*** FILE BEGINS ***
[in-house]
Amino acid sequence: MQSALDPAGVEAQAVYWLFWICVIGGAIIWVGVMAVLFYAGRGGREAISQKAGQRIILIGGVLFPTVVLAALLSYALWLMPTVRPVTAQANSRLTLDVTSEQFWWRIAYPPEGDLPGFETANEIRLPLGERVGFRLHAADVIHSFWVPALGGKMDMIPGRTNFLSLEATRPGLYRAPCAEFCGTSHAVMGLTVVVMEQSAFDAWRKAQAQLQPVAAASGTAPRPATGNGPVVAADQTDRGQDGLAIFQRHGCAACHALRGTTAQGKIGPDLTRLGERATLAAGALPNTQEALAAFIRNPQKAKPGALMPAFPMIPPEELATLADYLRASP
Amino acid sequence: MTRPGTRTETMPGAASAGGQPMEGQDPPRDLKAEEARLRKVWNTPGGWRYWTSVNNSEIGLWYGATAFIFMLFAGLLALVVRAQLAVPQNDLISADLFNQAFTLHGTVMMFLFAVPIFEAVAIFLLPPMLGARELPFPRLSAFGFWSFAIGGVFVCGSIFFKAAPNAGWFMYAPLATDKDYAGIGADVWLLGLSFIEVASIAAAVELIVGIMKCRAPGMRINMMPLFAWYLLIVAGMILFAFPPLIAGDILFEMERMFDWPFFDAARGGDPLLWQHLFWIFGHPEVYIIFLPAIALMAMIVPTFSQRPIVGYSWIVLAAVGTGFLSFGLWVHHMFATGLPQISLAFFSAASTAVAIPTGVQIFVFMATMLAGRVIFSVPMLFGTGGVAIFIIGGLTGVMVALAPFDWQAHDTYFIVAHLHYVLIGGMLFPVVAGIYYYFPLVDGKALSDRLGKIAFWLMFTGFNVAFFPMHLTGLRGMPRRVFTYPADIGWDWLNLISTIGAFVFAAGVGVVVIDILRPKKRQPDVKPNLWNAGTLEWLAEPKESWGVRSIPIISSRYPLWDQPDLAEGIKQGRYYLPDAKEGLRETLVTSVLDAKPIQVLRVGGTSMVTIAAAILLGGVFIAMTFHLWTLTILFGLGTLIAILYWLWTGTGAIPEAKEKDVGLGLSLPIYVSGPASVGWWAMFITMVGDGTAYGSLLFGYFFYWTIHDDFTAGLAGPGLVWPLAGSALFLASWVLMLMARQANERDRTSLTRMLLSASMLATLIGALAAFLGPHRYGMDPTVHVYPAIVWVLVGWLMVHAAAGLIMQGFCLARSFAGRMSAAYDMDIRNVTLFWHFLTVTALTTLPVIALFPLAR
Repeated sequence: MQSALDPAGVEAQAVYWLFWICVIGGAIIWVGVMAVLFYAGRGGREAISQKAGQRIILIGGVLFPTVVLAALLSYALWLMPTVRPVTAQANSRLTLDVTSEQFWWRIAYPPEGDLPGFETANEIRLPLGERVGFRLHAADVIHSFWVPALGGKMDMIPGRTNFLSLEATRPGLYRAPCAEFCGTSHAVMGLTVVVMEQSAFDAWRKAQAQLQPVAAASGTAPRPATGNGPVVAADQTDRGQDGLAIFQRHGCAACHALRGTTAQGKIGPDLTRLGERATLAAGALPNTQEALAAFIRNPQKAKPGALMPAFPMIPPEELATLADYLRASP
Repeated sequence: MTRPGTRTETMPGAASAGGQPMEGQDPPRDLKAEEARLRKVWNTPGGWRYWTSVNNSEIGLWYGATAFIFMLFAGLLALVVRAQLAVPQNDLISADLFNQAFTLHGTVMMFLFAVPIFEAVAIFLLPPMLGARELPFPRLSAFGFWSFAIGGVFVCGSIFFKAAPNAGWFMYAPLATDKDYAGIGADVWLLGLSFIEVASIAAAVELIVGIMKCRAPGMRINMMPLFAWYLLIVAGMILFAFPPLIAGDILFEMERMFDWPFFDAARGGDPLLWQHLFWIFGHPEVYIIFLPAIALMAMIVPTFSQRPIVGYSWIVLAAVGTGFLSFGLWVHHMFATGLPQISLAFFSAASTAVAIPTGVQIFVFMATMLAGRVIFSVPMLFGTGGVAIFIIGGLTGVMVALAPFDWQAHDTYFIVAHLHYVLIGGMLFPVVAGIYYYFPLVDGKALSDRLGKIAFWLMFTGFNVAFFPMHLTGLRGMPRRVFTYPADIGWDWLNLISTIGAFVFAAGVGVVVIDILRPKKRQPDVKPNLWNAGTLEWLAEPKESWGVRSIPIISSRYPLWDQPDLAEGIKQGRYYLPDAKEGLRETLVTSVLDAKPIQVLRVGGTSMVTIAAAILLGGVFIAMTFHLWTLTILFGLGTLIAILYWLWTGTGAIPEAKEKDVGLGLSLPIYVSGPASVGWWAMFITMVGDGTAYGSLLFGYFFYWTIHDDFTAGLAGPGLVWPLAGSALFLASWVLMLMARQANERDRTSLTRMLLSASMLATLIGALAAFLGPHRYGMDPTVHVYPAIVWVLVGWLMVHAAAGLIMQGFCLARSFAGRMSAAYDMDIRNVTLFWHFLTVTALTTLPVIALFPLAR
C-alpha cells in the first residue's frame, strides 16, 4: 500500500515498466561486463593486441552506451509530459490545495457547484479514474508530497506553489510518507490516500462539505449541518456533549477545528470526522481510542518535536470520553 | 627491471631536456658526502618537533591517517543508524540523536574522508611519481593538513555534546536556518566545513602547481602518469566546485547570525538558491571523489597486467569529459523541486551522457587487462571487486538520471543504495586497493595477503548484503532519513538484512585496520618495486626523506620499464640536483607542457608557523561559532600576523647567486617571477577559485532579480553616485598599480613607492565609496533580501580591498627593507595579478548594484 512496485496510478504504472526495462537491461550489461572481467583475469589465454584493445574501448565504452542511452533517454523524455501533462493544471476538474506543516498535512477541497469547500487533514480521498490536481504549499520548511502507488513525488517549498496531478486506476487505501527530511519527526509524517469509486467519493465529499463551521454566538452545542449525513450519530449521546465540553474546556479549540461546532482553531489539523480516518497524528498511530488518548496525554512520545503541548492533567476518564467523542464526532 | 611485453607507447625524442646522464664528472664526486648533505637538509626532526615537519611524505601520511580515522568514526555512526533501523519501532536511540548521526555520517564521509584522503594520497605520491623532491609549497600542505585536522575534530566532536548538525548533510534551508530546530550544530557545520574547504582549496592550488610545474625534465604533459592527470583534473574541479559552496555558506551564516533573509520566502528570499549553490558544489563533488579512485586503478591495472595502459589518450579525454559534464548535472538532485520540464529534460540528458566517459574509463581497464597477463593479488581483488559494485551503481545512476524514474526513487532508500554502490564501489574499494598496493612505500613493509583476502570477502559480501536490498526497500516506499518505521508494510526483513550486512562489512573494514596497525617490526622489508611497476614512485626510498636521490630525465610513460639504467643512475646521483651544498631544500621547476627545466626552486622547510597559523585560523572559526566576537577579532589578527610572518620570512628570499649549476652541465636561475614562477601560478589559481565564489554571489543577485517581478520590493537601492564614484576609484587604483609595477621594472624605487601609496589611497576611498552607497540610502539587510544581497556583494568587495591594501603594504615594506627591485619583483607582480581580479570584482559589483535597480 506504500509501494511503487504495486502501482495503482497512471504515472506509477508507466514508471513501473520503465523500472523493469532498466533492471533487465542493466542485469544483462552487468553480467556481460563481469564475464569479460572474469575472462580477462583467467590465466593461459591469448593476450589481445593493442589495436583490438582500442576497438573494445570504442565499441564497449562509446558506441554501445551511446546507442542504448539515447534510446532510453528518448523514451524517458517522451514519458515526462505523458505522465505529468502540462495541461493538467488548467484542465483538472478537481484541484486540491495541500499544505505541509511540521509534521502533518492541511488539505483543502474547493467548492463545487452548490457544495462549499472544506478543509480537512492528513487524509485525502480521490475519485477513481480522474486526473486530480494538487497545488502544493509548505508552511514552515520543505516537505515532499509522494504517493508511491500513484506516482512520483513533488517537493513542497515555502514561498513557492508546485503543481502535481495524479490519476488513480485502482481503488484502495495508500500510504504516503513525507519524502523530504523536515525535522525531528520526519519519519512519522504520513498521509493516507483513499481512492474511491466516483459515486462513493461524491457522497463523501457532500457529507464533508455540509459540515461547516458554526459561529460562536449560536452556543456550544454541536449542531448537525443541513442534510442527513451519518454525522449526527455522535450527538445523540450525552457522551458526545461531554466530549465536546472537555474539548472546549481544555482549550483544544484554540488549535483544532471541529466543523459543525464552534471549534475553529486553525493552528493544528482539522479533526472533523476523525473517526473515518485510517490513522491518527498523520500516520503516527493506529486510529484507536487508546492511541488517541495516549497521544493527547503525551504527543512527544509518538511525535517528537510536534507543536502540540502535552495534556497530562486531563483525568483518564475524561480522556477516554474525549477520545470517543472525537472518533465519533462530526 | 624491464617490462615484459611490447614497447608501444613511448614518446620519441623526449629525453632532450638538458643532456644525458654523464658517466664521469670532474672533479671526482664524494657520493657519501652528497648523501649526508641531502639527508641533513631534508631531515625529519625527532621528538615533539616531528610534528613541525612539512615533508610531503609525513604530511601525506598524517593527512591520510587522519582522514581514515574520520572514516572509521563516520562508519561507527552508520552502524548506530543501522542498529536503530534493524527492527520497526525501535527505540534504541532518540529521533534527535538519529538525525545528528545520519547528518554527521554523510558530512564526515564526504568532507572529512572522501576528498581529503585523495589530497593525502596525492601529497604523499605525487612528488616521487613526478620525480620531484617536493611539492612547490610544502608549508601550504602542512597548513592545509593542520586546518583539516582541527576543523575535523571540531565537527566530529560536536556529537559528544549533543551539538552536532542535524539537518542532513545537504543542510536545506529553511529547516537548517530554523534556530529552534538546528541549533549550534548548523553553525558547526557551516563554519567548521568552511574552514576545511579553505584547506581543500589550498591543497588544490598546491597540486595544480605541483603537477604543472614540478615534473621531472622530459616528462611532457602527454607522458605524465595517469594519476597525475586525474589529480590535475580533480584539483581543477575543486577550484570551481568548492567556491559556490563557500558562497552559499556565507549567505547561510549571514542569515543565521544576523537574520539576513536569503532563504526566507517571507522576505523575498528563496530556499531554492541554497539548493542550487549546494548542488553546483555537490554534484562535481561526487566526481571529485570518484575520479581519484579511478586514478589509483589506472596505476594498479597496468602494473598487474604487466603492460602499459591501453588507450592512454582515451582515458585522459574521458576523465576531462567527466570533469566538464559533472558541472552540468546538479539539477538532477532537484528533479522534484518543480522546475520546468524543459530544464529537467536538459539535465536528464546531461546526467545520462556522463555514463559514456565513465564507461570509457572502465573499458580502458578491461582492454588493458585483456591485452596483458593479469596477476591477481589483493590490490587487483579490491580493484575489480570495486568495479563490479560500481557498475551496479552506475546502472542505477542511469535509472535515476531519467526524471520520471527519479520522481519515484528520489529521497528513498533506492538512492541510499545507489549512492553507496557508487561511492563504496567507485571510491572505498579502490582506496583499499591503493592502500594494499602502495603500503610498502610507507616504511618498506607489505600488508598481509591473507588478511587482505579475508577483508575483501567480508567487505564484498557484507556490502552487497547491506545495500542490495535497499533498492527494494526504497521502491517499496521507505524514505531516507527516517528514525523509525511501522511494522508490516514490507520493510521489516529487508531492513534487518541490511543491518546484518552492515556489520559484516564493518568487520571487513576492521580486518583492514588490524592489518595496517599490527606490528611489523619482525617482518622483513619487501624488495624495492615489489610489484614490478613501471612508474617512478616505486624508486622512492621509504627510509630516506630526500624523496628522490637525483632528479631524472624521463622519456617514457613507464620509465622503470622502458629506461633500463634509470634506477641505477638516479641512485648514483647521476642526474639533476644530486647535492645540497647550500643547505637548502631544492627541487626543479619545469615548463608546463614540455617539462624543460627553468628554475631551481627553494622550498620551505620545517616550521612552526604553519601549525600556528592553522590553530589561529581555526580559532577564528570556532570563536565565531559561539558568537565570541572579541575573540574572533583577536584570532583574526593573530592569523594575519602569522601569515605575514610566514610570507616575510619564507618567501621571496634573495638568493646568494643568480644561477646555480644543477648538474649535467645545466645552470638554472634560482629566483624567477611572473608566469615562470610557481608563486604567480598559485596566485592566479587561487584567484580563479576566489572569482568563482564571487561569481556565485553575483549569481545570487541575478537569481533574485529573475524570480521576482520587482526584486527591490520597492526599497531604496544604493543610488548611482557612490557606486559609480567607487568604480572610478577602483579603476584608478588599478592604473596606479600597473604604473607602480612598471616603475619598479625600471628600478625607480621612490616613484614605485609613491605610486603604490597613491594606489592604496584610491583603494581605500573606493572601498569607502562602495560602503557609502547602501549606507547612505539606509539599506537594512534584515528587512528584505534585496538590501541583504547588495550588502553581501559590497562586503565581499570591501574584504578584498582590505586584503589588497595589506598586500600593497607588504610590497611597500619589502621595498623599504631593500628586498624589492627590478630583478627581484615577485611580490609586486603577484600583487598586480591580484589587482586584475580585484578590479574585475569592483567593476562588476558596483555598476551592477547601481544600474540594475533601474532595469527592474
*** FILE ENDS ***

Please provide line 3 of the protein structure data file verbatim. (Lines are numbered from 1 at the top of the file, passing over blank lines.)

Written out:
Amino acid sequence: MTRPGTRTETMPGAASAGGQPMEGQDPPRDLKAEEARLRKVWNTPGGWRYWTSVNNSEIGLWYGATAFIFMLFAGLLALVVRAQLAVPQNDLISADLFNQAFTLHGTVMMFLFAVPIFEAVAIFLLPPMLGARELPFPRLSAFGFWSFAIGGVFVCGSIFFKAAPNAGWFMYAPLATDKDYAGIGADVWLLGLSFIEVASIAAAVELIVGIMKCRAPGMRINMMPLFAWYLLIVAGMILFAFPPLIAGDILFEMERMFDWPFFDAARGGDPLLWQHLFWIFGHPEVYIIFLPAIALMAMIVPTFSQRPIVGYSWIVLAAVGTGFLSFGLWVHHMFATGLPQISLAFFSAASTAVAIPTGVQIFVFMATMLAGRVIFSVPMLFGTGGVAIFIIGGLTGVMVALAPFDWQAHDTYFIVAHLHYVLIGGMLFPVVAGIYYYFPLVDGKALSDRLGKIAFWLMFTGFNVAFFPMHLTGLRGMPRRVFTYPADIGWDWLNLISTIGAFVFAAGVGVVVIDILRPKKRQPDVKPNLWNAGTLEWLAEPKESWGVRSIPIISSRYPLWDQPDLAEGIKQGRYYLPDAKEGLRETLVTSVLDAKPIQVLRVGGTSMVTIAAAILLGGVFIAMTFHLWTLTILFGLGTLIAILYWLWTGTGAIPEAKEKDVGLGLSLPIYVSGPASVGWWAMFITMVGDGTAYGSLLFGYFFYWTIHDDFTAGLAGPGLVWPLAGSALFLASWVLMLMARQANERDRTSLTRMLLSASMLATLIGALAAFLGPHRYGMDPTVHVYPAIVWVLVGWLMVHAAAGLIMQGFCLARSFAGRMSAAYDMDIRNVTLFWHFLTVTALTTLPVIALFPLAR